Both sets of trees are anticipated to come into maturity about 15 years from now and live for anywhere between 50 and 80 years. Which means that it will be some time before the saplings planted during the improvement process will be able to offer any viable shade. But there is no real alternative to this approach, staff explained, as the roots of larger trees would be less likely to expand and flourish in a street environment.

With regard to bus stop lighting, participants were given three options to choose from (below).

Bus stop lighting options.
Bus stop lighting options. (Click to enlarge.)

Unfortunately, it is not likely that additional lighting will be extended beyond the enhanced stops to the rest of the street. Because of Proposition 218 — a 1997 amendment to the California Constitution requiring local governments to get signed petitions of support from property owners who would be assessed fees for the installation and maintenance of the lighting — efforts to install new pedestrian lighting can become a very drawn-out and time-consuming process. And it seems to be one that the city or the councilmember’s office lacks the capacity or funds to take on at the moment.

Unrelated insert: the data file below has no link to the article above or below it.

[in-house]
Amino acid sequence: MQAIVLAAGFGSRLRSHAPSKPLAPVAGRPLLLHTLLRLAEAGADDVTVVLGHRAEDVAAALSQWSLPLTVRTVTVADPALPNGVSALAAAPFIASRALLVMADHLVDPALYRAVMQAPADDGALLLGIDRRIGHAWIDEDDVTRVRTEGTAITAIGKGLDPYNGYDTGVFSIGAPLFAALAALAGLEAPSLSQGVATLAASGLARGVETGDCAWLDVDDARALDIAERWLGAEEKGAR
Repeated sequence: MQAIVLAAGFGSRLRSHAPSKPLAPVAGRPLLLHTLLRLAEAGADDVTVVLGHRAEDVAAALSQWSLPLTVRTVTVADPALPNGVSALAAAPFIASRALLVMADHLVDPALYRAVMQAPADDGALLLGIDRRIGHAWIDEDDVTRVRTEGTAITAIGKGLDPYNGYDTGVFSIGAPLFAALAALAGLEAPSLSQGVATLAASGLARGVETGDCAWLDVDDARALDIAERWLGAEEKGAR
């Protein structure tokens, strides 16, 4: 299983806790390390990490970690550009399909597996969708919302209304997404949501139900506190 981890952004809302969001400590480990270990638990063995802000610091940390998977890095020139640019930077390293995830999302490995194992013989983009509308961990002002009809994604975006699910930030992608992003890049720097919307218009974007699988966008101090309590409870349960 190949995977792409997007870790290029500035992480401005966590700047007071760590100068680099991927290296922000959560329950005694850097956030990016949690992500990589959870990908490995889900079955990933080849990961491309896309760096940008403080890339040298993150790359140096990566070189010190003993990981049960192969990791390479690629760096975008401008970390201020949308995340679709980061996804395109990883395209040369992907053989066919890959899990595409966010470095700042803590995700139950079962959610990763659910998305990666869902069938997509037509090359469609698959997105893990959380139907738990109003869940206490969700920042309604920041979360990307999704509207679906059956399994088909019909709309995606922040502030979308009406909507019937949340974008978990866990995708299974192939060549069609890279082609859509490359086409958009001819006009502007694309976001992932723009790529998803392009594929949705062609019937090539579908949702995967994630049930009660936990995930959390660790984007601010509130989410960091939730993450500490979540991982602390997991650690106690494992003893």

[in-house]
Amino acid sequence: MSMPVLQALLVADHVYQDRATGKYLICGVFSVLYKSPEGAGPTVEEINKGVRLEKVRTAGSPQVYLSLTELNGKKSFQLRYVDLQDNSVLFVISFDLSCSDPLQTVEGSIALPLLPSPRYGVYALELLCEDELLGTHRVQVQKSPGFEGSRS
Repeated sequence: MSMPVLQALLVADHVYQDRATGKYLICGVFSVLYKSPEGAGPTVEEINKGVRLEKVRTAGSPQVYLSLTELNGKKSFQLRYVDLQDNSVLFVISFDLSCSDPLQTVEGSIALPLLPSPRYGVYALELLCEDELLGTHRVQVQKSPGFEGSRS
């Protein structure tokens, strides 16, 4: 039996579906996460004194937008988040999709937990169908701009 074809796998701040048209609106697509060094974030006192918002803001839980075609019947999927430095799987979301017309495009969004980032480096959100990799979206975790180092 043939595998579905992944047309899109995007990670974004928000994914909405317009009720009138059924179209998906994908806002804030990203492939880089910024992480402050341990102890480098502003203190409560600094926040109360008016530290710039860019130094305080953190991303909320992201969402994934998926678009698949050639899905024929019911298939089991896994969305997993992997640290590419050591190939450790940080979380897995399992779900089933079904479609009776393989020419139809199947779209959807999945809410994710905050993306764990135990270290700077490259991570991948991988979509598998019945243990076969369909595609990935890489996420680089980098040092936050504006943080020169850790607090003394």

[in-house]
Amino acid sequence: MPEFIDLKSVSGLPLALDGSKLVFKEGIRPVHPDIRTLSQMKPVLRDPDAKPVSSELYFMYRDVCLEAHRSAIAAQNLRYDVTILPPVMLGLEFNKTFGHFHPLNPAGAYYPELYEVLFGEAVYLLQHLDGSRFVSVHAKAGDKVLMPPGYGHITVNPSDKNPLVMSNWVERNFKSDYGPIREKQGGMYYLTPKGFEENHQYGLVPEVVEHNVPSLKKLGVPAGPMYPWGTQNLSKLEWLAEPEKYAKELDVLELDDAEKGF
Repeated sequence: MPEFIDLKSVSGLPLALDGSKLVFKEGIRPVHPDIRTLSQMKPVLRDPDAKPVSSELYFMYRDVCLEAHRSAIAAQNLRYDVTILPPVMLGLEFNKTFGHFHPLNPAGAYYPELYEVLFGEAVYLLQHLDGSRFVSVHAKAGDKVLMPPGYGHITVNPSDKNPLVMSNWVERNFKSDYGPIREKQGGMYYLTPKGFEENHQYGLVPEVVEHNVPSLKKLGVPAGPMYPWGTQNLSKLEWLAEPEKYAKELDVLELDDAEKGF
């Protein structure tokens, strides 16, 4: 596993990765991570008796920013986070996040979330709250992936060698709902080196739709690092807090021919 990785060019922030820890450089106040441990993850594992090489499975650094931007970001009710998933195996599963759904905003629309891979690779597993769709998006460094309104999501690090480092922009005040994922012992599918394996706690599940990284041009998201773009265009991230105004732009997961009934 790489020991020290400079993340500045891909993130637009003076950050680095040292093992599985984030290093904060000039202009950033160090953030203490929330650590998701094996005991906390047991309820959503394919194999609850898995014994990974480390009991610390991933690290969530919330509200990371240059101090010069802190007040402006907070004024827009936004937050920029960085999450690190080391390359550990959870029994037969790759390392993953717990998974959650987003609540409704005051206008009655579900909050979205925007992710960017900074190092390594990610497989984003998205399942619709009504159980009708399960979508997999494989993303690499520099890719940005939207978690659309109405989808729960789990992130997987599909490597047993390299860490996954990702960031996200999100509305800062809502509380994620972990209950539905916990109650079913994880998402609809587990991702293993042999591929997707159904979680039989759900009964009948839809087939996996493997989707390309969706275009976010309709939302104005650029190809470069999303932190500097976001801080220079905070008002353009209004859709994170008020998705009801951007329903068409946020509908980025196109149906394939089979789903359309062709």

Finally, attendees were given three different kinds of bus benches to choose from (below).

Bus bench options. Click to enlarge.
Bus bench options. Click to enlarge.

Both the lighting and benches will be installed at 16 stops identified along Boyle, State, and Soto (see starred points on Project Site map, above). Sidewalk repairs will occur throughout the project site.

Much to the chagrin of those present, bus shelters will not be part of the upgrades. Not unlike in the case of pedestrian lighting, the bureaucratic hoops presented by the permitting process and the prospect of diminishing returns on advertising placed in bus shelters for CBS/Decaux (the firm contracted to install bus shelters and related furniture around the city) mean that new bus shelters are out of the question, at present (more on this in a forthcoming article).